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ODE XXXIII.

TO

WILLIAM PULTNEY, ESQ.

BY THE LATE EARL NUGENT.

REMOTE from liberty and truth,
By fortune's crime, my-early youth

Drank error's poison’d springs. Taught by dark creeds and mystic law, Wrapt up in reverential awe,

I bow'd to priests and kings.

Soon reason dawn'd, with troubled sight
I caught the glimpse of painful light,

Afflicted and afraid,
Too weak it shone to mark my way,
Enough to tempt my steps to stray

Along the dubious shade.

Restless I roam'd, when from afar
Lo, Hooker shines! the friendly star

Sends forth a steady ray,
Thus cheer'd, and eager to pursue,
I mount 'till glorious to my view,

Locke spreads the realms of day.

Now warm'd with noble SYDNEY's page,
I pant with all the patriot's rage ;

Now wrapt in PLATO's dream,
With More and HARRINGTON around
I tread fair Freedom's magic ground,

And trace the flattåring scheme.

But soon the beauteous vision flies:
And hideous spectres now arise,

Corruption's direful train:
The partial judge perverting laws,
The priests forsaking virtue's cause,

And senates slaves to gain.

Vainly the pious artist's toil
Would rear to heaven a mortal pile,

On some immortal plan :
Within a sure, though varying date,
Confin'd, alas ! is every state

Of empire and of man.

What though the good, the brave, the wise, With adverse force undaunted rise,

To break th' eternal doom ! Though Caro liv'd, though Tulle spoke, Though Brutus dealt the godlike stroke,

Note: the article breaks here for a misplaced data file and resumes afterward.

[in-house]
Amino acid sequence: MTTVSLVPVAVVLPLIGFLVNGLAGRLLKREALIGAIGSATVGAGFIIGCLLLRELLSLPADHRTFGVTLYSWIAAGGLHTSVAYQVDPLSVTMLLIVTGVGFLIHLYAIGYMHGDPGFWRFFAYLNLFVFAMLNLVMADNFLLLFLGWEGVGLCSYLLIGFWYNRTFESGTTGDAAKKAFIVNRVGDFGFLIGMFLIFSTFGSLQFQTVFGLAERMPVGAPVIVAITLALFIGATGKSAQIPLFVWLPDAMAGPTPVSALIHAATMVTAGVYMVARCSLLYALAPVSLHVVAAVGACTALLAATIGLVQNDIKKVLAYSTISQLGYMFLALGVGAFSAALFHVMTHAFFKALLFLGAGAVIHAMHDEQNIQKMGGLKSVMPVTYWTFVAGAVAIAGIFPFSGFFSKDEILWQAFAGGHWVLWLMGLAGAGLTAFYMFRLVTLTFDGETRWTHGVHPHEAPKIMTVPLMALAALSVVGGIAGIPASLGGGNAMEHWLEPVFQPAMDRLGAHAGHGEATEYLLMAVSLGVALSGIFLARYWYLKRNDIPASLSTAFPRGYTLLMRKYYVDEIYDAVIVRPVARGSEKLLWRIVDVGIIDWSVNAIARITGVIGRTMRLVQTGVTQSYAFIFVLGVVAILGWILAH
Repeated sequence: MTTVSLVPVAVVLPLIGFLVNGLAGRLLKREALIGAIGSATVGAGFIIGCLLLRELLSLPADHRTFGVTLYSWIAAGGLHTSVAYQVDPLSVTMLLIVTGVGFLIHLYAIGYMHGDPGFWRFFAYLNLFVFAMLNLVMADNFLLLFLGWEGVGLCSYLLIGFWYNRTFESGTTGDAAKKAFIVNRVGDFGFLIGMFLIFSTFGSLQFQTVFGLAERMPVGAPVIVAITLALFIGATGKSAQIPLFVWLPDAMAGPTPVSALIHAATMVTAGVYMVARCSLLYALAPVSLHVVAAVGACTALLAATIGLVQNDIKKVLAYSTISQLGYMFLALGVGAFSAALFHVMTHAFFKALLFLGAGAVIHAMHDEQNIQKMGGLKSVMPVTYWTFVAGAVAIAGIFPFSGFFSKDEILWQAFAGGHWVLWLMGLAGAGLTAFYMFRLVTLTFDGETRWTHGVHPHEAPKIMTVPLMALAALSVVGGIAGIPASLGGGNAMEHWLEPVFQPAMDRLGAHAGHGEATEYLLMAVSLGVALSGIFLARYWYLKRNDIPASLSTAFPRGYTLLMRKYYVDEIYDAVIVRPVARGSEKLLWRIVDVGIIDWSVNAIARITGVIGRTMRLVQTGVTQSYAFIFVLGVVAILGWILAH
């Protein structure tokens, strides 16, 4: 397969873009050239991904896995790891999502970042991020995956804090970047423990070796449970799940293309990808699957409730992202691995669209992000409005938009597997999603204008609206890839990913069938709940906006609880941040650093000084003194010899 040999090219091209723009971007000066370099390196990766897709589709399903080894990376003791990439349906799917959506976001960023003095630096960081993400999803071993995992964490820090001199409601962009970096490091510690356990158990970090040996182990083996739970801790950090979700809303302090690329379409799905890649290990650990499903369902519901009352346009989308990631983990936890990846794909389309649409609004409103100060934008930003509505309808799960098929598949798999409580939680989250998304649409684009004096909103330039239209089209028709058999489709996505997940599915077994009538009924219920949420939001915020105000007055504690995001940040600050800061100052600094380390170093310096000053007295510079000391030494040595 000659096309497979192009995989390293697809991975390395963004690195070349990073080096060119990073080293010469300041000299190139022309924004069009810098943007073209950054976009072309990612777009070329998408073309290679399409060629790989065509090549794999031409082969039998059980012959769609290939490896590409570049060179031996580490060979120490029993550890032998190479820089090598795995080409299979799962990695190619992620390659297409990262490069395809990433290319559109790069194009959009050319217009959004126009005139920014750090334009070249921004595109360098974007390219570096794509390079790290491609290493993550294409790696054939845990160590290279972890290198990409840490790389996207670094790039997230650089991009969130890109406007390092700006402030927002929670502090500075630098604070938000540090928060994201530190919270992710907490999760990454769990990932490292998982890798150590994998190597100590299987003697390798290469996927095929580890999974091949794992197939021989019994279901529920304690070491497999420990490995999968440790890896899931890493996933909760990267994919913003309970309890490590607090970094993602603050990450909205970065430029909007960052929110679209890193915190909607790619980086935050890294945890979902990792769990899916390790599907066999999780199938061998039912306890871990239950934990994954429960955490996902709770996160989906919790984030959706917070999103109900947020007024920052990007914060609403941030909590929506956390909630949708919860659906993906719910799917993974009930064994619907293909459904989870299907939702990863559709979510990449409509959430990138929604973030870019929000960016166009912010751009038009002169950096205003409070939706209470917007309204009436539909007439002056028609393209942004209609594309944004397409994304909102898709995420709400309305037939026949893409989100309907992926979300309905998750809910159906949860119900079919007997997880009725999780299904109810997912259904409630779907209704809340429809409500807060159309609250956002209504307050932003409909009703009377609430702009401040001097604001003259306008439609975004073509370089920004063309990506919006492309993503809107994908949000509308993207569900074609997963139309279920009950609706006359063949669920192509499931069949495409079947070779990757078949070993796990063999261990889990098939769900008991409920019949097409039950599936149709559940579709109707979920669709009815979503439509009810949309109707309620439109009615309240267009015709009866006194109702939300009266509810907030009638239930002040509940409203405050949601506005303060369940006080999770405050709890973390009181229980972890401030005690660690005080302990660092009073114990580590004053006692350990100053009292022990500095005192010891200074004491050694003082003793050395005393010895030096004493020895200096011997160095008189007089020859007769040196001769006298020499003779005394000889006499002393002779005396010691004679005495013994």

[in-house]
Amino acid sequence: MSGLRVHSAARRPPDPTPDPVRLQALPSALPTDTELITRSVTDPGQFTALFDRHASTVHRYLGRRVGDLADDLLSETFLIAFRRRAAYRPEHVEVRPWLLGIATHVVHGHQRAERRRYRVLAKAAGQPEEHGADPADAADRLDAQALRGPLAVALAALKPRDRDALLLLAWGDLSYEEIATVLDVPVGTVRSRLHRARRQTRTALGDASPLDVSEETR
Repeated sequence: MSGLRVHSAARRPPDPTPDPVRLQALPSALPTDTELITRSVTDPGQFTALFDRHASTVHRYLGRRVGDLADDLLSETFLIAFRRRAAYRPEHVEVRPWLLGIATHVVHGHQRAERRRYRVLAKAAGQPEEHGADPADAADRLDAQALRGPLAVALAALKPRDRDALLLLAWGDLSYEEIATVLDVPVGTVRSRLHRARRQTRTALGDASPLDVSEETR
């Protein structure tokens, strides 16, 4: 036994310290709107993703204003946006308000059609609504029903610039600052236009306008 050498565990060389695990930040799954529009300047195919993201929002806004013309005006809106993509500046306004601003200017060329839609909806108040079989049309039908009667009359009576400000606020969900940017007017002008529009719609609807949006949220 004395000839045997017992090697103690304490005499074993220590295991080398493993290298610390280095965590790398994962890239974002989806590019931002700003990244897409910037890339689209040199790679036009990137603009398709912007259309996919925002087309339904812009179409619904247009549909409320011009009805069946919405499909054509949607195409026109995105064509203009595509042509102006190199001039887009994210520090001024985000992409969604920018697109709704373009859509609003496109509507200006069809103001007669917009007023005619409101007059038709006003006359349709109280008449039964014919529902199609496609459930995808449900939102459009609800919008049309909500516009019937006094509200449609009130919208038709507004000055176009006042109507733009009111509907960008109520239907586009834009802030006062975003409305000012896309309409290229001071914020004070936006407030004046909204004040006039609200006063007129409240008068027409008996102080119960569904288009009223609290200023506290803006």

Yet perish'd fated Rome.

To swell some future tyrant's pride, Good Fleury pours the golden tide

On Gallia's smiling shores ; Once more her fields shall thirst in vain For wholesome streams of honest gain,

While rapine wastes her stores.

Yet glorious is the great design,
And such, O Pultney! such is thine,

To prop a nation's frame.
If crush'd beneath the sacred weight,
The ruins of a falling state

Shall tell the patriot's name,

ODE XXXIV.

TO

LORD LONSDALE.

By the Same.

Lonsdale! thou ever honor'd name,
For such is sacred virtue's claim,

Say, why! my noble Friend!
While nature sheds her balmy powers
O'er hill and dale, in leaves and flowers,

Say, why my joys suspend !

Here spreads the lawn high-crown'd with wood,
Here slopes the vale, there winds the flood

In many a crystal maze.
The fishes sport, in silver pride
Slow moves the swan, on either side.

The herds promiscuous graze.

Or if the stiller shade you love,
Here solemn nods th’imbow’ring grove-

O'er innocence and ease ;
Whether with deep reflection fraught,
Or in the sprightly stream of thought,

The lighter trifles please.

And should the shaft of treacherous spleen
Glance venom'd through this peaceful scene,

Unheeded may it fly!
Provok'd, nor tempted to repay,
Though truth severer prompt the lay,

A mean prosaic lye.

Here with the pheasant and the hare,
Unfearful of the human snare,

Have statesmen pass’d a day :
While far from yon forbidden gate,
Pale care and lank remorse await

Their slow-returning prey.

O! blind to all the joys of life,
Who seek them in the storm of strife,

Destroying or destroy'd.
Less wretched they, and yet unbless'd,
Who batten in lethargic rest,

On blessings unenjoy’d.

But come, my friend, the sun invites,
For thee the town hath no delights,

Distasted and aggrievid:
While fools believe, while villains cheat,
Too honest to approve deceit,

Too wise to be deceiv'd.

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